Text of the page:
How to Pitch a Marketing Person
A guide to understanding the relationship between sales and marketing and how sales can pitch a marketing professional in a way that suits both parties.
Us marketers are a fickle bunch.
Although our claims of being 'know-it-all' marketing guru's of the highest order are often misunderstood or at worse, misinterpreted, our endeavour to build and develop a brand or service as a promotion strategy can never be questioned.
What we can question, however, is the tools of our trade and how we use them. You see, the digital landscape is ever-changing, and with it, an avalanche of supporting platforms, software, products and services are thrust upon us at an alarmingly regular rate.
Because we are besmirched with a plethora of options that support the marketing effort in reaching customers and developing and nurturing leads for businesses, our narrowed mindsight needs your help.
Yes, Salespeople, we need you.
Advertising & Promotion, Content & Experience, Social & Relationships, Commerce, Data, Management and Sales tools and platforms are needed for the modern-day, digital-first, marketing professional to survive. But with hundreds and thousands of options of each marketing team to take, we need our eyes to be opened and drawn to what is essential for our own promotional needs.
We can do this, partly, via research. But if any marketing person tells you that they spend most of their time researching instead of driving a business forward, then you would be wise to ignore them. Our research time is better used to focus on competitor analysis and strategy.
It is, therefore, imperative for sales and business development teams to tell us Marketeers, what tools we should be using for our trade. That, Ladies and Gentleman, is your opening pitch - your buying signal if you wish.
So, how to pitch a Marketing Person?
Let us start with understanding the above. Don't be put off with someone telling you they do not need what you have to offer. The starting point is to understand that we shall always be open to new and innovative marketing solutions if you can justify the means of how the product or service works for the business in question.
Yes, research the person and company first. Use your own in-house marketing teams to analyse and judge if a business needs what you have to offer. This then becomes your golden nugget to hold on too. Naturally, if there is not a fit for your product or service, then keep it on reserve for a future pitch.
Next, try to understand the person who is responsible for the marketing of the business you are trying to pitch. They are not the enemy. Most are controlled by budgets and P&L strategies that can undermine their commitment to spending, but most are also charged with finding and funding new partner opportunities. Check out their LinkedIn and other social profiles to build a character profile of the person.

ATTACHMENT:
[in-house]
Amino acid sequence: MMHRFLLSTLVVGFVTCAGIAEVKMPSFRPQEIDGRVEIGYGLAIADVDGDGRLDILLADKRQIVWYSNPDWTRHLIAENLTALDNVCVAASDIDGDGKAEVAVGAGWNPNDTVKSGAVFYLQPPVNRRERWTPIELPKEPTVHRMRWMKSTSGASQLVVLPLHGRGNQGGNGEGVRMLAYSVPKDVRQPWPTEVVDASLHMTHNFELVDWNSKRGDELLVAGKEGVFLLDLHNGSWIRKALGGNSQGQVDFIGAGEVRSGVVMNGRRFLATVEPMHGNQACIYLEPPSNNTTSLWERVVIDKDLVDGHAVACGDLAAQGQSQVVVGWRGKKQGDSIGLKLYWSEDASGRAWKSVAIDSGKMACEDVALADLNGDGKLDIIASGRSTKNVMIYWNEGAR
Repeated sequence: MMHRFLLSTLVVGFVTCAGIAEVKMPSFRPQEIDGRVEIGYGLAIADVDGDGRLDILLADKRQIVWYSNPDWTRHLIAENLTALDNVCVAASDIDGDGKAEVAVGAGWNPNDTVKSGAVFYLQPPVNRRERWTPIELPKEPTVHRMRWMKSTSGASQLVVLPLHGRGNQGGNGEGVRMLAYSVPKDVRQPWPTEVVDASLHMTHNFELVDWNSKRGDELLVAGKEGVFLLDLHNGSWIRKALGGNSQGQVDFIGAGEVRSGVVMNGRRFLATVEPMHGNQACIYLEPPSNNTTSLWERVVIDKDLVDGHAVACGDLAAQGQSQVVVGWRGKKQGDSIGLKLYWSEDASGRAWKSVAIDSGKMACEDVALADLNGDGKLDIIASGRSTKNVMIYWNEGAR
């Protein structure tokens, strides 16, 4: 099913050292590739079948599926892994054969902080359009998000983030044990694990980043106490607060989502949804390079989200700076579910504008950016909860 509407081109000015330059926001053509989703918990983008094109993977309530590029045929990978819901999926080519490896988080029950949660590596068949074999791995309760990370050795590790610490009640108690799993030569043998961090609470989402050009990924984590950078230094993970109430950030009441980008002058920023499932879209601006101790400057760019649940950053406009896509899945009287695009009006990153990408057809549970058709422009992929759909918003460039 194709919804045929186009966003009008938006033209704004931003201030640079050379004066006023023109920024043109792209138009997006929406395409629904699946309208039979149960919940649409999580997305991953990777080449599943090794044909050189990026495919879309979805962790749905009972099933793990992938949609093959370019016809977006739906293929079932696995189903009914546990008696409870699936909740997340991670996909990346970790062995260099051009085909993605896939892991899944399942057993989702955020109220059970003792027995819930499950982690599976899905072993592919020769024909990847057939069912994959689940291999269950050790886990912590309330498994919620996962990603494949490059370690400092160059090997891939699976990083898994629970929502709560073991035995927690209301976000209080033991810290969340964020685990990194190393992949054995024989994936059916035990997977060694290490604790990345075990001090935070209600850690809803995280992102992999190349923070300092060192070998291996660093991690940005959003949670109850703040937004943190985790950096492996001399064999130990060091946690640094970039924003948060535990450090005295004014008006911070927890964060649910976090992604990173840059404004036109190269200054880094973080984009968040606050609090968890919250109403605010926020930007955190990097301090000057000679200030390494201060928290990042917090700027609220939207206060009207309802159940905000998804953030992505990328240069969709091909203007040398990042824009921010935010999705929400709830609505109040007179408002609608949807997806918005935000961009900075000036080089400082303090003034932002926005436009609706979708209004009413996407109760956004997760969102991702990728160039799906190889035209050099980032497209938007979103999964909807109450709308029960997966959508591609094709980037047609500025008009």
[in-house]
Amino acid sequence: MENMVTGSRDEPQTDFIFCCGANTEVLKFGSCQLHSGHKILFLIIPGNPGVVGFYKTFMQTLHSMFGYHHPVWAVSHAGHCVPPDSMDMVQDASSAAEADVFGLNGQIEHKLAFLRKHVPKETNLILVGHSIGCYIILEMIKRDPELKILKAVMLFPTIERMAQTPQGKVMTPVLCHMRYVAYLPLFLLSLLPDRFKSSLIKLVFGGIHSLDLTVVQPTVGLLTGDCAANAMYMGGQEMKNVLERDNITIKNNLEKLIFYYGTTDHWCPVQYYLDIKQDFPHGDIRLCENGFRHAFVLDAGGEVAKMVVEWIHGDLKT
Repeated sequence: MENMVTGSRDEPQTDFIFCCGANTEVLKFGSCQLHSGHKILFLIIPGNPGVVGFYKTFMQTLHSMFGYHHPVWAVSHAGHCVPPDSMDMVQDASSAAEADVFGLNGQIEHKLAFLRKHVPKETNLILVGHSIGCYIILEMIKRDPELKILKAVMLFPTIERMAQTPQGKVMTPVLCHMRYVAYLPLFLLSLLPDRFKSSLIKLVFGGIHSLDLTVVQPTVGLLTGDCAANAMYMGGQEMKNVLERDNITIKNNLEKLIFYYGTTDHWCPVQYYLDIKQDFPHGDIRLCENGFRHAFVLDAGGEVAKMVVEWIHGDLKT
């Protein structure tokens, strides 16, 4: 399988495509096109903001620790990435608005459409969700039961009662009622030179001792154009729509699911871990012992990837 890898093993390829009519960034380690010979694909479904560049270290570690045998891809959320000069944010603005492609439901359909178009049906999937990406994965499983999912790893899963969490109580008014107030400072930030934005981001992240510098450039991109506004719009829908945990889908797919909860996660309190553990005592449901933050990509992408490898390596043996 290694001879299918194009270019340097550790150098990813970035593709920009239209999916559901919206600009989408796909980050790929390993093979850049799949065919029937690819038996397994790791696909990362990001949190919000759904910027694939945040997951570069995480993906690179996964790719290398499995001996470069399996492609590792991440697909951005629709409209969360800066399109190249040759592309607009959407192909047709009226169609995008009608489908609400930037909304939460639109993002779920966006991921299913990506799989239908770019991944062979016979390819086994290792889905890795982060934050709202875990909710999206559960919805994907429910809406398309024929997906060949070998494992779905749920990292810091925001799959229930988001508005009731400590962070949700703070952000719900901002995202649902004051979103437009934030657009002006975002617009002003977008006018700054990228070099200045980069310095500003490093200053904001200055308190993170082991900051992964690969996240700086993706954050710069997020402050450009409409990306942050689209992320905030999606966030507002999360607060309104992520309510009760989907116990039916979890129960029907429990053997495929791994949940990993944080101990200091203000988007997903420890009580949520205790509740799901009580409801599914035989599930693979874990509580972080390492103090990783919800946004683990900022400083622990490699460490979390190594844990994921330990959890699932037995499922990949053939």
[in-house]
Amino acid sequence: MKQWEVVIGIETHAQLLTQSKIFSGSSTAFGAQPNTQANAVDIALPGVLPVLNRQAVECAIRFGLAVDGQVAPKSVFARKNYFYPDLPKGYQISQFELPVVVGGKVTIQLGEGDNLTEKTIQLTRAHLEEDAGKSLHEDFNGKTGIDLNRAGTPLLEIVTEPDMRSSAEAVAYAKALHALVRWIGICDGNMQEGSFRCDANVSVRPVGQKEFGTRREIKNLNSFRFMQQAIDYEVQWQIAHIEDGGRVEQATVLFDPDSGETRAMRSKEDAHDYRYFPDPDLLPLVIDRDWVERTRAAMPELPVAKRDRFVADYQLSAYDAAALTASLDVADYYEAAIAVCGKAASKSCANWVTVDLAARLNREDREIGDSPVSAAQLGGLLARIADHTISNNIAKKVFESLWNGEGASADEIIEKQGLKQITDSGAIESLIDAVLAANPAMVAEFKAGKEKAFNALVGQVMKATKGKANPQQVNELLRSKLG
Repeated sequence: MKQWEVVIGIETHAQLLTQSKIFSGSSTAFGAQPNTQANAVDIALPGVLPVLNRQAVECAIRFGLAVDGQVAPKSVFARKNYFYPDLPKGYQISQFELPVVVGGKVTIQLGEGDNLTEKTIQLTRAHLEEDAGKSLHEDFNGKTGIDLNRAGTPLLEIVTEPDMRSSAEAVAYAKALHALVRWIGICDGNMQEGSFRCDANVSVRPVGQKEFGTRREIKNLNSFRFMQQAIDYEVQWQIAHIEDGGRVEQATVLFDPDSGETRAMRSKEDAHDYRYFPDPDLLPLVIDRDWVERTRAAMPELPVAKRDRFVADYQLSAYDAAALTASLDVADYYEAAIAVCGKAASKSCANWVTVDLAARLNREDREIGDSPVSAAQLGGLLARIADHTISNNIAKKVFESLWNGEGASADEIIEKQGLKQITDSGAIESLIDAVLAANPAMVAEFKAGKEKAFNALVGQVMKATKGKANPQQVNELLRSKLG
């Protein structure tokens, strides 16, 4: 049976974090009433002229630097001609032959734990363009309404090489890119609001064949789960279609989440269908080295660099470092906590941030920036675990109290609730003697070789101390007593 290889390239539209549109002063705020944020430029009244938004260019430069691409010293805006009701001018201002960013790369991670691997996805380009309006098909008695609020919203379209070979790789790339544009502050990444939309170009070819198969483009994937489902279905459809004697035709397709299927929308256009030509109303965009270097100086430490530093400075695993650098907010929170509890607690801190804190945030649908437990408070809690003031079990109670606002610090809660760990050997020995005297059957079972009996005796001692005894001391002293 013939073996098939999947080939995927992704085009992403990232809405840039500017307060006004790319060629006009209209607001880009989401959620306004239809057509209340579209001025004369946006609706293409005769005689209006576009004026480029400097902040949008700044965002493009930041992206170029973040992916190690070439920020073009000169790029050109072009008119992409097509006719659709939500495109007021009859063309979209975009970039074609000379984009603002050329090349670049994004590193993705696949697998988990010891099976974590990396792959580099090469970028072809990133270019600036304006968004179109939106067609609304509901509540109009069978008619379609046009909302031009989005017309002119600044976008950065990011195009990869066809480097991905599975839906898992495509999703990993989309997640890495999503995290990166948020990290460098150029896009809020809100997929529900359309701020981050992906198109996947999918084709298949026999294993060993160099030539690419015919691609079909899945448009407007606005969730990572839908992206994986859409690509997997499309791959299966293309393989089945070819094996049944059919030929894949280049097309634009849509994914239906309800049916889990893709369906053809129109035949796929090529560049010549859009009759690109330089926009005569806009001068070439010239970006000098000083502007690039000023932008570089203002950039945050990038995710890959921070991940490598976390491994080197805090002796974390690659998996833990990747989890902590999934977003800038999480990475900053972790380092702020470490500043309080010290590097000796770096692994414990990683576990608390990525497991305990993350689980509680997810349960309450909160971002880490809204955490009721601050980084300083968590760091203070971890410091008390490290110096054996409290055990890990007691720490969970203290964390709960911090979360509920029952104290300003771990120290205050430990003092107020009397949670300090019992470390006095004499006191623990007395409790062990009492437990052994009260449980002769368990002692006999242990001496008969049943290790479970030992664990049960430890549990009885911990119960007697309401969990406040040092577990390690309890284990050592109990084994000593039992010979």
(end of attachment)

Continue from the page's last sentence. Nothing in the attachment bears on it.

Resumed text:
Be personable. No one wants to be called Dear Sir in an opening email or call. We have a name that should always be used. Plus stop with this constant question of asking if I'm the right person to talk to - your research should have already evaluated that question. Nothing annoys us more than being assumed to be the right person for you to pitch.
Don't be scared of a no. Most of the time, no is a quick and simple get out clause if the offer is not to one's liking. Instead, understand and evaluate why the answer is no and what can be changed to make your solution more appealing.
Don't use appointment setters. If you are not going to do your own dirty work...
Do your best to arrange a demonstration of your product or service. This is your main chance to impress and can indeed use the support of those around you.
It would be incredibly difficult to sell the service as an idea, so what the marketing professional needs to do is to gather the entire evidence of what you pitch to effectively pitch it themselves to company boards. So make this presentation all about the business you are pitching. No generic offers, please.
Talk to us like humans. We have souls, honestly. Understand that you are one of many pitches and therefore to remain memorable you need to have a personality. 9 times out of 10, we will work for teams that have personnel that we like. People buy from people.
Take advantage of video chat. Like most people these days, we are homebound. And like most people, we are going stir crazy. This is the best time to get talking so let's use the tools that Zoom, Google, Teams etc have to enlighten and enrich our otherwise laborious days.
Don't add me to an email list. GDPR was designed to control us, marketing people, so don't start with doing what we had to change a couple of years back. We shall happily opt-in to receive marketing newsletters that are relevant but let us make that choice. Scattergun email send-outs are so 1998. If I don't know you or are unaware of your business, you will likely end up in my spam box or be deleted without care.
Don't be a pest. Chasing anyone for an answer will ultimately mean it will be a no. Sending countless follow-up emails when it was stated the ball was in our court does no one any good. Patience is key, especially if your offer demands it.
Prove your offer. Finally, and most importantly, those in marketing will probably give in to a well-executed pitch if it proves what it offers. 97% of marketing is copied from something else, so if we can be shown how another business has succeeded with your offering, then we have something to bite.
Collaboration between sales and marketing is imperative. One can not exist without the other, so let's not fight. Let's embrace and understand what it means to do business with each other. Or not, I'm too busy colouring in any way.